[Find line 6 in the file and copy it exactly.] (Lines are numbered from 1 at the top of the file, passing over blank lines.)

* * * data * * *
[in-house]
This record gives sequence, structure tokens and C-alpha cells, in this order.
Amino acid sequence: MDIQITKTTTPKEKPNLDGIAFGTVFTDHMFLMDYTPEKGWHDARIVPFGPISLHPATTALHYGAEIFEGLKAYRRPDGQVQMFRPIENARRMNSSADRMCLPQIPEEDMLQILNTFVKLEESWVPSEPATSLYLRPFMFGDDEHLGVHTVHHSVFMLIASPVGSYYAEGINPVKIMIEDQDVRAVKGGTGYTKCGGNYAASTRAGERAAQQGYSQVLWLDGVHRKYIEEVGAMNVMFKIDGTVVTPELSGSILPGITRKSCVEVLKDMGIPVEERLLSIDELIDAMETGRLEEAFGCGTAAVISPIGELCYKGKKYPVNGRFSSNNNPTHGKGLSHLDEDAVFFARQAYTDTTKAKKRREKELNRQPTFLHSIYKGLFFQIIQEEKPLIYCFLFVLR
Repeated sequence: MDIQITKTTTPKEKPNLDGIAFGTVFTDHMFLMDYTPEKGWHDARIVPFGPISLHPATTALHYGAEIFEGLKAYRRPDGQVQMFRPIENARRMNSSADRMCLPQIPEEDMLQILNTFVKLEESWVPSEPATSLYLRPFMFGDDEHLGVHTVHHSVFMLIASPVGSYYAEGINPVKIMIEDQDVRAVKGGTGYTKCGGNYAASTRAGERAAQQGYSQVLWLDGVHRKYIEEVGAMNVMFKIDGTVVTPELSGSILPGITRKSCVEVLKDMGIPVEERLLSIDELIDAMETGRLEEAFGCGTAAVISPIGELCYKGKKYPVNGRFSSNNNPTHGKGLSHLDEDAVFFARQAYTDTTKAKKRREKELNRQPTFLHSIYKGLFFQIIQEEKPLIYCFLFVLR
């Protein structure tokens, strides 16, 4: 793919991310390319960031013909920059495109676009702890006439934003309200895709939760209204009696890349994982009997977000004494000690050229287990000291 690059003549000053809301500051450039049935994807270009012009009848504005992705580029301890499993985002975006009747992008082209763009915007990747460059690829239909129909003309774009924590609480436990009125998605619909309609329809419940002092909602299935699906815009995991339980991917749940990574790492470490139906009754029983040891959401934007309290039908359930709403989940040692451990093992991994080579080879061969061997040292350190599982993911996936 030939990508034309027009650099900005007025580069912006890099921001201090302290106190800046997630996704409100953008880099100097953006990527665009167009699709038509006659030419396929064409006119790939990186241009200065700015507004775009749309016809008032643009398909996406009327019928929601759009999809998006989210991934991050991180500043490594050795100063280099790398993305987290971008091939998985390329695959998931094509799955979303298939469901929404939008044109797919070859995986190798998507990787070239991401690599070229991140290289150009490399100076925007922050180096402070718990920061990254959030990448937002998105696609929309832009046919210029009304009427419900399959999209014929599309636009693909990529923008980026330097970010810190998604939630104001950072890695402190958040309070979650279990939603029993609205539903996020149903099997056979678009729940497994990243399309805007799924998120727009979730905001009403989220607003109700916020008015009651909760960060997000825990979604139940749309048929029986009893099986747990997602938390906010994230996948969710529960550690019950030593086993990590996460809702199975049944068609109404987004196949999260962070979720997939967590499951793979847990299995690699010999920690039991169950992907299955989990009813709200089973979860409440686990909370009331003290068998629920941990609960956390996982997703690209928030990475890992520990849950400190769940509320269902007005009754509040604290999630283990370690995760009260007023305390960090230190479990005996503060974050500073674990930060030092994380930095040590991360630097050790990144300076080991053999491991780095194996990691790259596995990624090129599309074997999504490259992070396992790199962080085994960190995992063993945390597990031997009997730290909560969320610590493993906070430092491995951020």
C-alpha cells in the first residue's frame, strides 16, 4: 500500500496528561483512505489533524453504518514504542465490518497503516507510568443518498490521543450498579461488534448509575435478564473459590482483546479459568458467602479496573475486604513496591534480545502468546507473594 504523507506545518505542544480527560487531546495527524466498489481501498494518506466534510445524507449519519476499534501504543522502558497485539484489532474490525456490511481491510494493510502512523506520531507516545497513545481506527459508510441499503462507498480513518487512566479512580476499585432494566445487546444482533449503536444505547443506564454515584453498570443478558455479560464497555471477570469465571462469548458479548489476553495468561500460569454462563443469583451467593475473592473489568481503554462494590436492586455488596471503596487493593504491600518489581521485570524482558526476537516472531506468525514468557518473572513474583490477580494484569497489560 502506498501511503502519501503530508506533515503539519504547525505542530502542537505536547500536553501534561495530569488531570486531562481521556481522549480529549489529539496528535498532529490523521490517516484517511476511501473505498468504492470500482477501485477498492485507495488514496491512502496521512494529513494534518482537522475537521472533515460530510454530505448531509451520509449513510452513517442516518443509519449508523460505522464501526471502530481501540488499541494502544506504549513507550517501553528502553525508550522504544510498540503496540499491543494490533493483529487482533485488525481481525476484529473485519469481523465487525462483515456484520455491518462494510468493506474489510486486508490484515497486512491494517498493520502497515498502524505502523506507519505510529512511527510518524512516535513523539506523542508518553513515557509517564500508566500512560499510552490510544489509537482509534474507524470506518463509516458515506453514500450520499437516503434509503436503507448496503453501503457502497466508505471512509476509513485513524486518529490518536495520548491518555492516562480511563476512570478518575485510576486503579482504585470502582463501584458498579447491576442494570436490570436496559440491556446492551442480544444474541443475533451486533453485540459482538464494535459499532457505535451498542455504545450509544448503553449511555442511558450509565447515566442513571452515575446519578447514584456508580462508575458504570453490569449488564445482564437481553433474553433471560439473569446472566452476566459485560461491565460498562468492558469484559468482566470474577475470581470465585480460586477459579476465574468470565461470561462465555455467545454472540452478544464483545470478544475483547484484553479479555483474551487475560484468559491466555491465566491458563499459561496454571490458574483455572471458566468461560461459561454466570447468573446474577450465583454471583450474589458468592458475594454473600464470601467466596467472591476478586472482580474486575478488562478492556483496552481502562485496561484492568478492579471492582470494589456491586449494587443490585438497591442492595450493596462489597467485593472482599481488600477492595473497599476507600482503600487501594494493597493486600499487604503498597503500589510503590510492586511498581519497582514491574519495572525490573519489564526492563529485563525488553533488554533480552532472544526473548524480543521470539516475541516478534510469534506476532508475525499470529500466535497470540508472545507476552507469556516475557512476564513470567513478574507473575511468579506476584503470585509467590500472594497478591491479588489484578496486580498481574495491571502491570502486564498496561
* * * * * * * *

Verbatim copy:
C-alpha cells in the first residue's frame, strides 16, 4: 500500500496528561483512505489533524453504518514504542465490518497503516507510568443518498490521543450498579461488534448509575435478564473459590482483546479459568458467602479496573475486604513496591534480545502468546507473594 504523507506545518505542544480527560487531546495527524466498489481501498494518506466534510445524507449519519476499534501504543522502558497485539484489532474490525456490511481491510494493510502512523506520531507516545497513545481506527459508510441499503462507498480513518487512566479512580476499585432494566445487546444482533449503536444505547443506564454515584453498570443478558455479560464497555471477570469465571462469548458479548489476553495468561500460569454462563443469583451467593475473592473489568481503554462494590436492586455488596471503596487493593504491600518489581521485570524482558526476537516472531506468525514468557518473572513474583490477580494484569497489560 502506498501511503502519501503530508506533515503539519504547525505542530502542537505536547500536553501534561495530569488531570486531562481521556481522549480529549489529539496528535498532529490523521490517516484517511476511501473505498468504492470500482477501485477498492485507495488514496491512502496521512494529513494534518482537522475537521472533515460530510454530505448531509451520509449513510452513517442516518443509519449508523460505522464501526471502530481501540488499541494502544506504549513507550517501553528502553525508550522504544510498540503496540499491543494490533493483529487482533485488525481481525476484529473485519469481523465487525462483515456484520455491518462494510468493506474489510486486508490484515497486512491494517498493520502497515498502524505502523506507519505510529512511527510518524512516535513523539506523542508518553513515557509517564500508566500512560499510552490510544489509537482509534474507524470506518463509516458515506453514500450520499437516503434509503436503507448496503453501503457502497466508505471512509476509513485513524486518529490518536495520548491518555492516562480511563476512570478518575485510576486503579482504585470502582463501584458498579447491576442494570436490570436496559440491556446492551442480544444474541443475533451486533453485540459482538464494535459499532457505535451498542455504545450509544448503553449511555442511558450509565447515566442513571452515575446519578447514584456508580462508575458504570453490569449488564445482564437481553433474553433471560439473569446472566452476566459485560461491565460498562468492558469484559468482566470474577475470581470465585480460586477459579476465574468470565461470561462465555455467545454472540452478544464483545470478544475483547484484553479479555483474551487475560484468559491466555491465566491458563499459561496454571490458574483455572471458566468461560461459561454466570447468573446474577450465583454471583450474589458468592458475594454473600464470601467466596467472591476478586472482580474486575478488562478492556483496552481502562485496561484492568478492579471492582470494589456491586449494587443490585438497591442492595450493596462489597467485593472482599481488600477492595473497599476507600482503600487501594494493597493486600499487604503498597503500589510503590510492586511498581519497582514491574519495572525490573519489564526492563529485563525488553533488554533480552532472544526473548524480543521470539516475541516478534510469534506476532508475525499470529500466535497470540508472545507476552507469556516475557512476564513470567513478574507473575511468579506476584503470585509467590500472594497478591491479588489484578496486580498481574495491571502491570502486564498496561